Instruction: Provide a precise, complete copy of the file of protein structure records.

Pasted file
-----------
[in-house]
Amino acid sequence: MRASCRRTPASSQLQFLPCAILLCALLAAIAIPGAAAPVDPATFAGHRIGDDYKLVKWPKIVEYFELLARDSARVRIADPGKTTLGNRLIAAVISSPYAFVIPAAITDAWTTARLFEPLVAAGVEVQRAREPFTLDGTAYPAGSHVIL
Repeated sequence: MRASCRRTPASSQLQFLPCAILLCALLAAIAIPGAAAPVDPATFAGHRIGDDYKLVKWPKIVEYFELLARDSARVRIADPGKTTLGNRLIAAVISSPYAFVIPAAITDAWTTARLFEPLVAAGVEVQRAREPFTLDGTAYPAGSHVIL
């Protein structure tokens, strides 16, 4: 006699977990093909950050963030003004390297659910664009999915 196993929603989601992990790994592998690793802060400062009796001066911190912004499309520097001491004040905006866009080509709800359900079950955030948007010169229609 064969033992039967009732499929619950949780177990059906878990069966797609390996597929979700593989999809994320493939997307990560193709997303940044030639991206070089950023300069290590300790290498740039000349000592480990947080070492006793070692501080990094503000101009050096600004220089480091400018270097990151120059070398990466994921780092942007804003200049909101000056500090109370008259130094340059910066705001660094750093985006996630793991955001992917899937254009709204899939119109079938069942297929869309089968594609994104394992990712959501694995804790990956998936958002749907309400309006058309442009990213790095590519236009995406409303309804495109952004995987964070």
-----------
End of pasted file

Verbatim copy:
[in-house]
Amino acid sequence: MRASCRRTPASSQLQFLPCAILLCALLAAIAIPGAAAPVDPATFAGHRIGDDYKLVKWPKIVEYFELLARDSARVRIADPGKTTLGNRLIAAVISSPYAFVIPAAITDAWTTARLFEPLVAAGVEVQRAREPFTLDGTAYPAGSHVIL
Repeated sequence: MRASCRRTPASSQLQFLPCAILLCALLAAIAIPGAAAPVDPATFAGHRIGDDYKLVKWPKIVEYFELLARDSARVRIADPGKTTLGNRLIAAVISSPYAFVIPAAITDAWTTARLFEPLVAAGVEVQRAREPFTLDGTAYPAGSHVIL
């Protein structure tokens, strides 16, 4: 006699977990093909950050963030003004390297659910664009999915 196993929603989601992990790994592998690793802060400062009796001066911190912004499309520097001491004040905006866009080509709800359900079950955030948007010169229609 064969033992039967009732499929619950949780177990059906878990069966797609390996597929979700593989999809994320493939997307990560193709997303940044030639991206070089950023300069290590300790290498740039000349000592480990947080070492006793070692501080990094503000101009050096600004220089480091400018270097990151120059070398990466994921780092942007804003200049909101000056500090109370008259130094340059910066705001660094750093985006996630793991955001992917899937254009709204899939119109079938069942297929869309089968594609994104394992990712959501694995804790990956998936958002749907309400309006058309442009990213790095590519236009995406409303309804495109952004995987964070």